Partiju finansēšanas leksika (vārdnīca)

Kas ir valsts nozagšana?

We define state capture as the efforts of firms to shape the laws, policies, and regulations of the state to their own advantage by providing illicit
private gains to public officials. Hellman, Joel; Kaufmann, Daniel, Confronting the challenge of state capture in transition economies, Finance and Development magazine, September 2001

Lielisks resurss: IFES 2009.gada ziņojums, 109-112.lpp. Daži Latvijā mazāk dzirdēti piemēri:

Co-opted Politician
An elected official who receives significant financial support from wealthy donors that, in turn, influence the official to make certain policy choices.

Democratically Financed Elections
An electoral system in which candidates' campaigns are funded with resources that come from the people as a whole, rather than an elite few.

Equitable Playing Field
An electoral contest in which competing candidates have resources that are commensurate to their abilities to fundraise and receive campaign contributions with which to run their campaign.

In-Kind Contribution
A contribution of goods, services, or property offered free or at less than the usual charge.

Independent Expenditure
An expenditure of money for advertisements or other communications which expressly advocate the election or defeat of a candidate, which is not made in conjunction or coordination with any candidate or candidate's campaign committee.

Informal Transactions
Financial donations and expenditures that occur outside the scope of the law. They can range from vote buying to unaccounted, in-kind support from public and private enterprises, and to the abuse of public resources.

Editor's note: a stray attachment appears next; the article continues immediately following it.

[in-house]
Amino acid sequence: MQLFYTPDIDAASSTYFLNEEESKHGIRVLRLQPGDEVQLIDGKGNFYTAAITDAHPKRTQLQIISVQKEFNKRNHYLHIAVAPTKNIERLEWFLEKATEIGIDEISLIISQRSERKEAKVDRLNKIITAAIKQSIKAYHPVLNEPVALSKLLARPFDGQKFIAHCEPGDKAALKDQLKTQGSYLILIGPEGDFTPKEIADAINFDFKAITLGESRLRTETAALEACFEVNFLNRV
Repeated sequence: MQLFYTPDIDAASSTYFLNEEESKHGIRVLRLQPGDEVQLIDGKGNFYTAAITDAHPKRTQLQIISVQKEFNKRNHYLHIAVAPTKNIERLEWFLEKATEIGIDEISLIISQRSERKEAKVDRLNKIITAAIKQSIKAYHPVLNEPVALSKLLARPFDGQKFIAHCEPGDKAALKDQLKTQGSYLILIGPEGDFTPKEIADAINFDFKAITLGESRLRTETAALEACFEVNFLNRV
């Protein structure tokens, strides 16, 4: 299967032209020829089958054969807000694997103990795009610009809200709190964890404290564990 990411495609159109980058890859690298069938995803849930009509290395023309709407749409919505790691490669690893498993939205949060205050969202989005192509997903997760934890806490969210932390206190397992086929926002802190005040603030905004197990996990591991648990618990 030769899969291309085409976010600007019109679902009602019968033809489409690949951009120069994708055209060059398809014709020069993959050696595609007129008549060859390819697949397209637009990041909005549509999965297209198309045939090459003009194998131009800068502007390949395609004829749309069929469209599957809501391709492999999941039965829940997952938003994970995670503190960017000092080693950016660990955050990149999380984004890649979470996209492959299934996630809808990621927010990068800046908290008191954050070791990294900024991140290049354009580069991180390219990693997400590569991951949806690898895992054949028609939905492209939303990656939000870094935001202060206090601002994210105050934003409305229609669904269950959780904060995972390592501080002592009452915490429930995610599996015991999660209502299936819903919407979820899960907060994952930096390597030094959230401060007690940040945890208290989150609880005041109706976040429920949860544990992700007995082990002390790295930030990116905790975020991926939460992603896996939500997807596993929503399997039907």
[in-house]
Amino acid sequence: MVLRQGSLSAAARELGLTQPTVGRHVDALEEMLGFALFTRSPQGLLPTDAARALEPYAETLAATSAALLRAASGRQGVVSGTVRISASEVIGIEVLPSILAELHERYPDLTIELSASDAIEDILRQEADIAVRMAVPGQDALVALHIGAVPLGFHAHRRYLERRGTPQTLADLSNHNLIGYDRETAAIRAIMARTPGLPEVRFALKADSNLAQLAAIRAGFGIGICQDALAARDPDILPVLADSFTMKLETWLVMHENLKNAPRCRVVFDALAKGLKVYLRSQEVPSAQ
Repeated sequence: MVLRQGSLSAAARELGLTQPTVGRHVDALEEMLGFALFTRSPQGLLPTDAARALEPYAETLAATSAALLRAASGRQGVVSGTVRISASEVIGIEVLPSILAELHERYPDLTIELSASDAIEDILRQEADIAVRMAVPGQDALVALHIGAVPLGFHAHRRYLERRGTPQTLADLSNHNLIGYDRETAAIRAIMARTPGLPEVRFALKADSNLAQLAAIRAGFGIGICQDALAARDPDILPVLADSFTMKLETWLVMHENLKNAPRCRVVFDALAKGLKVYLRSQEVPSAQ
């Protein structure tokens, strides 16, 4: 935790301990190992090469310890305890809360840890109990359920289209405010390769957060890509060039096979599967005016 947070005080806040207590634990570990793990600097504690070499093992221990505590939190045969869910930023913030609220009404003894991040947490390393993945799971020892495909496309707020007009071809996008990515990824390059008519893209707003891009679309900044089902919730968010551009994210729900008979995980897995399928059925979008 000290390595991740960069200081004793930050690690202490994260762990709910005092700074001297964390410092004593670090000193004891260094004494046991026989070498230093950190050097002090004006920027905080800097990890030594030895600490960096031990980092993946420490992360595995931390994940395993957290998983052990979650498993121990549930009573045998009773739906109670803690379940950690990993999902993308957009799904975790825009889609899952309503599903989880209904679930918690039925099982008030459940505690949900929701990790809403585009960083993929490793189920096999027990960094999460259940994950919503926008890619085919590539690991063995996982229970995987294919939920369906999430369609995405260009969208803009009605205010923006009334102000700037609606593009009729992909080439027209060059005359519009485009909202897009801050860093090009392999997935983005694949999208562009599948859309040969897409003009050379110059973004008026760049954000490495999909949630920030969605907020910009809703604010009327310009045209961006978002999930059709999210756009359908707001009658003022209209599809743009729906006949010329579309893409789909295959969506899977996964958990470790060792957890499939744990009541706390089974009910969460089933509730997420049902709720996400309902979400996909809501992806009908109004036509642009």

Level Playing Field
An electoral contest in which competing candidates have equal resources with which to conduct their campaigns

Matching Funds
Public money given in a specific ratio to candidates who succeed in raising prescribed amounts of private money in individual contributions of a certain size. This is commonly found in the United States.

Misuse of Administrative Resources
The use of state and public sector powers and resources (including coercive capacities, personnel, financial, material, and other resources) by incumbent politicians or political parties to further their own prospects of election, in violation of legal and/or other norms and responsibilities governing the exercise of public office.

Pay to Play
A reference to the shadowy nature of money in politics: in order to be assured access and influence with elected officials, a person or group has to make significant contributions to those officials' re-election campaigns.

Payoff
The return on a campaign investment made by a vested-interest contributor e.g., special appointments (such as ministerial positions), tax breaks, subsidies, regulatory exemptions, or uncompetitive bids for government projects.

Plutocracy
The wealthy elite who dominate politics by virtue of public officials' dependence on their campaign contributions, or by virtue of their ability to use their money to win major public office themselves.

Quid Pro Quo
From the Latin, "something for something," what vested-interest campaign contributors get from elected officials as a result of their strong financial backing (this may include a tax breaks, subsidies, appointments, regulatory exemptions, or uncompetitive bids on government contracts).

Unequal Access to Office
A concern that certain socio-economic constituencies lack minimum financial resources to run a campaign or get meaningful representation.

Uneven Playing field
The risk that large sums of money can give unfair advantage to certain candidates and/or political parties, effectively diminishing the competition.

Vouchers
A form of in-kind public financing by which eligible candidates and/or political parties receive certificates entitling them to a specified amount of free campaign resources, such as postage or media time.

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